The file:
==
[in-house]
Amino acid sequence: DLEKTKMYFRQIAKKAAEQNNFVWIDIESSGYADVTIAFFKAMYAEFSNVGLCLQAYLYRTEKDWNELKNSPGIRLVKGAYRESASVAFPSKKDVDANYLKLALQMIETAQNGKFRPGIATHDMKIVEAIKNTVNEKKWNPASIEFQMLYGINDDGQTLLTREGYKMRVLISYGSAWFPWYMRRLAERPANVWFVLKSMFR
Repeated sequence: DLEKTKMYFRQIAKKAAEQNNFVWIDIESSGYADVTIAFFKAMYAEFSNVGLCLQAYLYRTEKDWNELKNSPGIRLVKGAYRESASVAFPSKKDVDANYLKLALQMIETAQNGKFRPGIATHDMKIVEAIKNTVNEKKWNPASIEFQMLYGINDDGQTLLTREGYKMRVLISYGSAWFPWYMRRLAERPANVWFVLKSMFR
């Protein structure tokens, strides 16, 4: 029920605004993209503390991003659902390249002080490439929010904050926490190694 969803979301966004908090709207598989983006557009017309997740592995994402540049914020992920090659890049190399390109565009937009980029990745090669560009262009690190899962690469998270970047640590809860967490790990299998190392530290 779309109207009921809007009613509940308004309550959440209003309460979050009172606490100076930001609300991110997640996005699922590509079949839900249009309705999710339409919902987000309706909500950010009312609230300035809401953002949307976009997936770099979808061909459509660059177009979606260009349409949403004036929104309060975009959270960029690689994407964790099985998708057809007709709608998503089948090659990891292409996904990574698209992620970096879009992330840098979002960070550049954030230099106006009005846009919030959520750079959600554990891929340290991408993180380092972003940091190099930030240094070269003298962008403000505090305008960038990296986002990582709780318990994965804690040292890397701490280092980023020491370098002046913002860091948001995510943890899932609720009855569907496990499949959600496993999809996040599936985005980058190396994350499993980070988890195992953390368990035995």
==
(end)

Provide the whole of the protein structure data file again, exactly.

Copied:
[in-house]
Amino acid sequence: DLEKTKMYFRQIAKKAAEQNNFVWIDIESSGYADVTIAFFKAMYAEFSNVGLCLQAYLYRTEKDWNELKNSPGIRLVKGAYRESASVAFPSKKDVDANYLKLALQMIETAQNGKFRPGIATHDMKIVEAIKNTVNEKKWNPASIEFQMLYGINDDGQTLLTREGYKMRVLISYGSAWFPWYMRRLAERPANVWFVLKSMFR
Repeated sequence: DLEKTKMYFRQIAKKAAEQNNFVWIDIESSGYADVTIAFFKAMYAEFSNVGLCLQAYLYRTEKDWNELKNSPGIRLVKGAYRESASVAFPSKKDVDANYLKLALQMIETAQNGKFRPGIATHDMKIVEAIKNTVNEKKWNPASIEFQMLYGINDDGQTLLTREGYKMRVLISYGSAWFPWYMRRLAERPANVWFVLKSMFR
């Protein structure tokens, strides 16, 4: 029920605004993209503390991003659902390249002080490439929010904050926490190694 969803979301966004908090709207598989983006557009017309997740592995994402540049914020992920090659890049190399390109565009937009980029990745090669560009262009690190899962690469998270970047640590809860967490790990299998190392530290 779309109207009921809007009613509940308004309550959440209003309460979050009172606490100076930001609300991110997640996005699922590509079949839900249009309705999710339409919902987000309706909500950010009312609230300035809401953002949307976009997936770099979808061909459509660059177009979606260009349409949403004036929104309060975009959270960029690689994407964790099985998708057809007709709608998503089948090659990891292409996904990574698209992620970096879009992330840098979002960070550049954030230099106006009005846009919030959520750079959600554990891929340290991408993180380092972003940091190099930030240094070269003298962008403000505090305008960038990296986002990582709780318990994965804690040292890397701490280092980023020491370098002046913002860091948001995510943890899932609720009855569907496990499949959600496993999809996040599936985005980058190396994350499993980070988890195992953390368990035995």